Data analysis

The authors compiled all data in Microsoft Excel version 16.72 and used R Version 4.3.0 to summarize and analyze the data. We analyzed potential risk factors for VL and PKDL among all follow-up patients and compared follow-up patient data for patients treated for primary VL at CSCH with data from their initial treatment. Additionally, the authors analyzed risk factors for VL from medical records for all patients treated for VL at CSCH. We used Fisher’s exact test for categorical variables, and a two-sample t-test and Welch’s t-test for continuous variables. Two-sample t-tests and Welch’s t-tests analyzed each potential risk factor among patients that relapsed or developed PKDL compared to patients that did not. This analysis was done separately for follow-up patients, follow-up patients treated for primary VL at CSCH, and overall CSCH medical records. We used Welch’s t-test rather than a two-sample t-test when data failed Levene’s test of equal variance [42,43]. Fisher’s Exact Test reported a confidence interval upper bound of infinity (denoted as ∞) for our data in some cases due to an odds ratio of infinity from a test denominator of 0. This is consistent with the calculations used for Fisher’s Exact Test and does not impact the validity of the reported p-value. Prevalence of PKDL among overall CSCH medical records was too relatively small to reliably analyze with statistical tests. We determined risk factors to be significant if the p value was less than 0.05. R Version 4.3.1 was used to generate graphs.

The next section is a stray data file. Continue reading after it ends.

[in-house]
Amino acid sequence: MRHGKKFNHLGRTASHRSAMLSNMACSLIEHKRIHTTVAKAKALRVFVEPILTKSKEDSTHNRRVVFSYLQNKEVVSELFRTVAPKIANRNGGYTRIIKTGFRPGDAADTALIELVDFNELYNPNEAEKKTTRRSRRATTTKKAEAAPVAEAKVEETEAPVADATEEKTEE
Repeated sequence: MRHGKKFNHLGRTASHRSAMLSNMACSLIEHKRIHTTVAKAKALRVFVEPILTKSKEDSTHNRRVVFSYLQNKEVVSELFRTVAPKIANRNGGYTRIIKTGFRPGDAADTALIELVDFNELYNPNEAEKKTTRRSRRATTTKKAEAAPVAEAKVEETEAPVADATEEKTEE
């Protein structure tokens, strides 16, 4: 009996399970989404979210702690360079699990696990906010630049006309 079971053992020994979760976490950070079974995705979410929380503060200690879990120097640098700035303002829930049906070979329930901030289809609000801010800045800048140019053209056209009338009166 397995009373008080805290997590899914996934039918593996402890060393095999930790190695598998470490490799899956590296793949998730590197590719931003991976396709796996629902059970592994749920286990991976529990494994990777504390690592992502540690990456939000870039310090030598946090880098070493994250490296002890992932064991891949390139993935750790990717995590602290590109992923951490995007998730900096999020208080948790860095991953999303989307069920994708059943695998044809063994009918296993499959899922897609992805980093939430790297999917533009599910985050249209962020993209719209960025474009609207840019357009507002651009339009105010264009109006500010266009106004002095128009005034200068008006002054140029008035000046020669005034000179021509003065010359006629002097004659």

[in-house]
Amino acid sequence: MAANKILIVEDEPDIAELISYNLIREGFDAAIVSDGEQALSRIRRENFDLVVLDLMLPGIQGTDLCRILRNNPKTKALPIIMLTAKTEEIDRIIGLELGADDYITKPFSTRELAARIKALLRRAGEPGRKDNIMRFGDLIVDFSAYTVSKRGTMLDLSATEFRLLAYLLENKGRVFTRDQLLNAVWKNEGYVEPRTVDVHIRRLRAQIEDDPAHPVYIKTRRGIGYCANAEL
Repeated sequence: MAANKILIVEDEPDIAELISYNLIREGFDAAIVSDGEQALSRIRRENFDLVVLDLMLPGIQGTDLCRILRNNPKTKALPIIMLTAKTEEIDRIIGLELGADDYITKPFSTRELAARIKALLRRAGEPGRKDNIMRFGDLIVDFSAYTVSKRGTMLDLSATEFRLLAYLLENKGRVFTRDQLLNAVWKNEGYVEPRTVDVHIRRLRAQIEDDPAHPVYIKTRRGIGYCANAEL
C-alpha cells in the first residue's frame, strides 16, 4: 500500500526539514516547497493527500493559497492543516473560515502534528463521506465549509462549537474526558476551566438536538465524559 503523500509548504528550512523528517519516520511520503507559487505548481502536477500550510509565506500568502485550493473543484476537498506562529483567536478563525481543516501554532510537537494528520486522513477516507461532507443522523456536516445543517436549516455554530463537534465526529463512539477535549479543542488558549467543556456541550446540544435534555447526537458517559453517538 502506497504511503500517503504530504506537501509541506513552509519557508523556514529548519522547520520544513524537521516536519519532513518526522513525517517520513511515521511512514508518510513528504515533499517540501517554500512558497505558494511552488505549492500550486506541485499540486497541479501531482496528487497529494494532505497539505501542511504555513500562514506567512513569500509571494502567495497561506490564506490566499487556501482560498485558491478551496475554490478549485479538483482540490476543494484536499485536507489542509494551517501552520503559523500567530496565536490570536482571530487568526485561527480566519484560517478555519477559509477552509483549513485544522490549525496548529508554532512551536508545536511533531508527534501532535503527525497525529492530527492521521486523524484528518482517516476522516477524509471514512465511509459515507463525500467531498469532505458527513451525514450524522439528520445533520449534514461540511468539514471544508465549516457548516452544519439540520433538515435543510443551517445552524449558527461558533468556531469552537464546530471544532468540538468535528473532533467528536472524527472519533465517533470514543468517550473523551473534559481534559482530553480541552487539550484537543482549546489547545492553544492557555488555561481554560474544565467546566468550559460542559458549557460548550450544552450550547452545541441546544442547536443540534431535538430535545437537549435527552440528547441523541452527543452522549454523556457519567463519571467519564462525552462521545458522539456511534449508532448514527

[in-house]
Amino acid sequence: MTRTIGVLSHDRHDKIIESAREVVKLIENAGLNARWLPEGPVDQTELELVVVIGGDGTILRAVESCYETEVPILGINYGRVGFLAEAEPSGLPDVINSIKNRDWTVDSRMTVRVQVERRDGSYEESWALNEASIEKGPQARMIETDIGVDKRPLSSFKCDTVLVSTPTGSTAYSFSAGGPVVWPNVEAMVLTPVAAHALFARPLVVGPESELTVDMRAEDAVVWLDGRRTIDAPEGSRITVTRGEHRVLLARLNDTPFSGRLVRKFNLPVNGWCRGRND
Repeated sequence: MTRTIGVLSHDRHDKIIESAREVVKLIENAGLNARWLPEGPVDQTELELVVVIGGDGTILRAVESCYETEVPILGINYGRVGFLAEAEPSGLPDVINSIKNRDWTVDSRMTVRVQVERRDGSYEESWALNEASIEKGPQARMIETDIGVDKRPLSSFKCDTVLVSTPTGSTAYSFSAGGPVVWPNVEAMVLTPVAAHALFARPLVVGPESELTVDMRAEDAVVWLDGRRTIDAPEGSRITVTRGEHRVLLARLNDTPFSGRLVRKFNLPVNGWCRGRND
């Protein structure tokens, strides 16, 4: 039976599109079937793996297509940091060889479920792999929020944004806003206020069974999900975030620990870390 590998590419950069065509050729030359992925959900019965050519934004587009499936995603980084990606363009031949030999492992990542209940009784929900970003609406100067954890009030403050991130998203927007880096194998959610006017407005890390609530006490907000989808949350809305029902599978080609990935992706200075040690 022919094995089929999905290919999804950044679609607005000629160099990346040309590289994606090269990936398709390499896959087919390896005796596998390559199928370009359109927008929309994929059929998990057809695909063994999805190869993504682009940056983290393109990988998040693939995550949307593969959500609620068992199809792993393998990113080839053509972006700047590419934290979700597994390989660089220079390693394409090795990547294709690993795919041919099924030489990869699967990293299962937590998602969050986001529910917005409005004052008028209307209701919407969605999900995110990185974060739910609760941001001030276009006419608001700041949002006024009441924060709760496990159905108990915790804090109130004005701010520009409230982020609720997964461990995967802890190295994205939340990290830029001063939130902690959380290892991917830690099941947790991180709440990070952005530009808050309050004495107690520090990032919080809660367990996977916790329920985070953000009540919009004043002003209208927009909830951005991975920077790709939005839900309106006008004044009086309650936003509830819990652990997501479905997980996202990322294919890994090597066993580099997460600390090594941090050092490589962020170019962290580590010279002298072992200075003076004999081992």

For follow-up patients we analyzed age (years), sex, education level, occupation, sub-county, length of time from treatment follow-up examination (weeks and categorical: 6 months prior, 1 year prior, over 1 year prior), length of travel to the health facility (hours), primary treatment type, days from symptom onset to primary VL diagnosis, blood transfusion at primary treatment, Hb level at primary treatment (g/dL), Hb level at follow-up (g/dL), Hb change from initial treatment to follow-up (g/dL), having a comorbidity (sub-analysis for malaria, anemia, and malnutrition), spleen size at primary treatment, primary treatment BMI, follow-up BMI, and BMI change from primary treatment to follow-up. Categories with low responses for education level, occupation, treatment days, treatment type, and length from hospital admission were combined in risk factor analysis for accuracy of tests.

For CSCH medical record data we analyzed age, sex, sub-county, days between symptom onset and diagnosis, days between diagnosis and beginning of treatment, presence of fever at admission, whether the patient visited a traditional healer before treatment, treatment type, having a comorbidity (sub-analysis for malaria, anemia, pneumonia, HIV, and malnutrition), whether the patient was referred from another facility, whether the patient received a blood transfusion, Hb level (g/dL), spleen size, and length of hospital stay.